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its manufacture of malt liquors. Herodotus attributes the discovery of the art of brewing to Isis, the wife of Osiris.

"Galen, who lived at Rome, and fourished in the reign of Antoninus Pius, and Dioscorides, the favourite of Mark Antony, were neither of them strangers to ale.

• Tacitus informs us, that beer was known in very remote ages among the northern nations, and that this liquor was the favourite drink of the Anglo-Saxons, and Danes, as it had been of their ancestors, the Germans. Before their conversion to Christianity, they believed that drinking large and frequent draughts of fermented malt liquors was one of the chief felicities which those heroes enjoyed, which were admitted into the ball of Odin.

After the introduction of agriculture into this country, malt liquors were substituted for mead, and became the most general drink of all the ancient Britons; both ale and beer is (are) mentioned in the laws of Ina, king of Wessex.

Among the different kinds of drinks provided for a royal banquet in the reign of Edward the Confessor, ale is particularly specified. In Scotland and Wales they had at that time two kinds of ale, called common ale, and aromatic ale, both of which were considered as articles of great luxury among the Welsh. Wine, it appears, was then unknown even to the king of Wales.

• Buchan, in his history of Scotland, mentions the use of malt liquor at a very early period, and calls it vinum ex frugibus corruptis.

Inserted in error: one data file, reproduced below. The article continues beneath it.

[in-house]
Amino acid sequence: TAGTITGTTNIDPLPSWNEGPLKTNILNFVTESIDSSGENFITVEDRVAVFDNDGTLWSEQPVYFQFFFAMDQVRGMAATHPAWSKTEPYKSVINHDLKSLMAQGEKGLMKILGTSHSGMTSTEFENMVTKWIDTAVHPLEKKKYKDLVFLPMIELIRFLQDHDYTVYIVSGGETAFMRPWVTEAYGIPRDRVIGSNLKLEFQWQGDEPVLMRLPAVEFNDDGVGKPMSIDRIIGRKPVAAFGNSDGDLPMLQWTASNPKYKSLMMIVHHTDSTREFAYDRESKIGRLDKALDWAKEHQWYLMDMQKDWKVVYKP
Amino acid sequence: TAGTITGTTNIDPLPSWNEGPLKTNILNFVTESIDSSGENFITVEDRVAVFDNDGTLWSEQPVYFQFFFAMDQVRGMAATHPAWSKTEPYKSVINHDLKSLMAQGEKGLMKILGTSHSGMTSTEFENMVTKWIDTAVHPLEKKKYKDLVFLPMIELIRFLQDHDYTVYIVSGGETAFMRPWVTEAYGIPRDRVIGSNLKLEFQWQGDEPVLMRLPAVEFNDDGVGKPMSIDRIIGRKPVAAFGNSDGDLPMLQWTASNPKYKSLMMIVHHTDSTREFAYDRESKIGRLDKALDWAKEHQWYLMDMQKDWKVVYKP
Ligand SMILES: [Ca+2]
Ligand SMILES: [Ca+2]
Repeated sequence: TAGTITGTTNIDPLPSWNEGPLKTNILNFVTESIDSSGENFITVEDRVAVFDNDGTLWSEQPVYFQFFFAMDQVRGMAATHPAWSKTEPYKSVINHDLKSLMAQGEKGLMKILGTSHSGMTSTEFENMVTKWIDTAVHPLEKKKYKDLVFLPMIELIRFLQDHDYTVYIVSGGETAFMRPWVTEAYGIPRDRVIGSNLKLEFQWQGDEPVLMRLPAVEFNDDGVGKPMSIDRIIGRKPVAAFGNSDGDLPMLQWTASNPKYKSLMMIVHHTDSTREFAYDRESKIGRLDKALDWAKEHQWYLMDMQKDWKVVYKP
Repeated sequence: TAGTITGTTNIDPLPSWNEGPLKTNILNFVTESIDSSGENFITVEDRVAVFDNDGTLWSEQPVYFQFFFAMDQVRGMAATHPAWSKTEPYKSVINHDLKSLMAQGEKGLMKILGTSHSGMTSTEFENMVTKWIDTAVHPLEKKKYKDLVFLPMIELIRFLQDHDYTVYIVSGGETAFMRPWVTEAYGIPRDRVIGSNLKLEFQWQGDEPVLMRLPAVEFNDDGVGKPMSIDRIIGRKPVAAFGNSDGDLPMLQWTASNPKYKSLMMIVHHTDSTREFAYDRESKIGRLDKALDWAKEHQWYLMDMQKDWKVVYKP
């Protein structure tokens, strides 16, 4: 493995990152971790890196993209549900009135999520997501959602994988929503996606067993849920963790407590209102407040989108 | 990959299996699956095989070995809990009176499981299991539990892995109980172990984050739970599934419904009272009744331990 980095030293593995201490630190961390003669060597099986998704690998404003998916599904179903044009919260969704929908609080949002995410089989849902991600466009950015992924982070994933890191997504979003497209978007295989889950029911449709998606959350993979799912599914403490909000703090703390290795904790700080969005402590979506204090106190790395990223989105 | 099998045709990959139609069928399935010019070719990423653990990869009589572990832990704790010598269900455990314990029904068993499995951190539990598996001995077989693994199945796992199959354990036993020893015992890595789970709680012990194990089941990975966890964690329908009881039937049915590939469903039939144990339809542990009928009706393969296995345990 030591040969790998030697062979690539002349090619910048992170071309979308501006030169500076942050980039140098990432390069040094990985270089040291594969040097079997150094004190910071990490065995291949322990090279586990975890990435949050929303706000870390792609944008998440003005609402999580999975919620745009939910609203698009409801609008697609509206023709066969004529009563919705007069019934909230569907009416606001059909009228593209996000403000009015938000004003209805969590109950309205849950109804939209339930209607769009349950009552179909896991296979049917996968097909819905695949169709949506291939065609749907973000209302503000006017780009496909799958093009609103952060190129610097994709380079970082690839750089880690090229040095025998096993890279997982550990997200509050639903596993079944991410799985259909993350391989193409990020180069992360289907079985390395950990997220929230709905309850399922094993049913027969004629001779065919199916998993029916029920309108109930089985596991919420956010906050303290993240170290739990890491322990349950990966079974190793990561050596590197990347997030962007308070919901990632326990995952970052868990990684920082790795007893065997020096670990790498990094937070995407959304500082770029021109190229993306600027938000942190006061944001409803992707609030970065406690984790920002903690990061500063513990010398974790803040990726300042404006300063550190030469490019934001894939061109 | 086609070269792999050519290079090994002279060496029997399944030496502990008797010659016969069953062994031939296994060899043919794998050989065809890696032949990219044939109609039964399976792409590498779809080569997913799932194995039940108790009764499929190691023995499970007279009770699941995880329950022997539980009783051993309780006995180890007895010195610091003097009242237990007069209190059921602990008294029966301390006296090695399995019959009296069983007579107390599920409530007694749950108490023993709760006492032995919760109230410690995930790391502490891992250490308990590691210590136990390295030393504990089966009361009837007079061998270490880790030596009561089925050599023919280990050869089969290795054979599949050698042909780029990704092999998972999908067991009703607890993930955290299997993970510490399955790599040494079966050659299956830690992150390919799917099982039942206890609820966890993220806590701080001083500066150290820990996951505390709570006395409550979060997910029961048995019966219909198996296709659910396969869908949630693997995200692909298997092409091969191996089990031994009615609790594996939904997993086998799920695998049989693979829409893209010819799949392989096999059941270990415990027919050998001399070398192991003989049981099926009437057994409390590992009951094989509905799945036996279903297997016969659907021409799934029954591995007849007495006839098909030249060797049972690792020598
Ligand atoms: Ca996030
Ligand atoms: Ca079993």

* The heroic, but ill-fated, Mungo Park, found the art of brewing beer among the negroes in the interior parts of Africa. They prepare the seed of the Holcus Spicatus nearly in the same manner as we do barley, and he says that their beer was, to his taste, equal to the best strong malt liquor he had ever tasted in bis native country.

• All the ancient malt liquors, however, seem to have been made entirely of barley, or some other farinaceous grain, and therefore were not generally calculated for long keeping, as this quality depends considerably, though not entirely, on the bitter principle of the hops with which the liquor is impregnated. The use of this plant in the art of brewing is of modern date.'

Mr. Hayman's is a useful little volume, with calculations, tables, and an appendix strongly recommending the mixture of a proportion of unmalted barley with the regularly prepared Malt.


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(post paid) of the subject, extent, and probable price of such works ; · which they may depend upon being communicated to the public, if consistent with its plan.